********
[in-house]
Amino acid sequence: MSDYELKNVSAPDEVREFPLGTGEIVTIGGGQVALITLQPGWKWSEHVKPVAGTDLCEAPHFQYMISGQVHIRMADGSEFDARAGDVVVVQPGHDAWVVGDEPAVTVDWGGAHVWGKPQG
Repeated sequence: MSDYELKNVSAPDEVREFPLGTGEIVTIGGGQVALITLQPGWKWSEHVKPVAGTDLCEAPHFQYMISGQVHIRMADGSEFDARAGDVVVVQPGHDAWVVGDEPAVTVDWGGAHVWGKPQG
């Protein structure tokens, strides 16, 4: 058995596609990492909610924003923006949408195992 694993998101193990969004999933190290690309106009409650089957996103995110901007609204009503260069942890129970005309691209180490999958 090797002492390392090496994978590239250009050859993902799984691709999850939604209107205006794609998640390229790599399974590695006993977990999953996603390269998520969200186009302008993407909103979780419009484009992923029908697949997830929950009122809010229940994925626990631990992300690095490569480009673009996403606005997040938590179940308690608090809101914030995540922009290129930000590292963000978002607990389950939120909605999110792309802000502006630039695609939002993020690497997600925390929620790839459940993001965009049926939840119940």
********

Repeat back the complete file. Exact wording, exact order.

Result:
[in-house]
Amino acid sequence: MSDYELKNVSAPDEVREFPLGTGEIVTIGGGQVALITLQPGWKWSEHVKPVAGTDLCEAPHFQYMISGQVHIRMADGSEFDARAGDVVVVQPGHDAWVVGDEPAVTVDWGGAHVWGKPQG
Repeated sequence: MSDYELKNVSAPDEVREFPLGTGEIVTIGGGQVALITLQPGWKWSEHVKPVAGTDLCEAPHFQYMISGQVHIRMADGSEFDARAGDVVVVQPGHDAWVVGDEPAVTVDWGGAHVWGKPQG
């Protein structure tokens, strides 16, 4: 058995596609990492909610924003923006949408195992 694993998101193990969004999933190290690309106009409650089957996103995110901007609204009503260069942890129970005309691209180490999958 090797002492390392090496994978590239250009050859993902799984691709999850939604209107205006794609998640390229790599399974590695006993977990999953996603390269998520969200186009302008993407909103979780419009484009992923029908697949997830929950009122809010229940994925626990631990992300690095490569480009673009996403606005997040938590179940308690608090809101914030995540922009290129930000590292963000978002607990389950939120909605999110792309802000502006630039695609939002993020690497997600925390929620790839459940993001965009049926939840119940």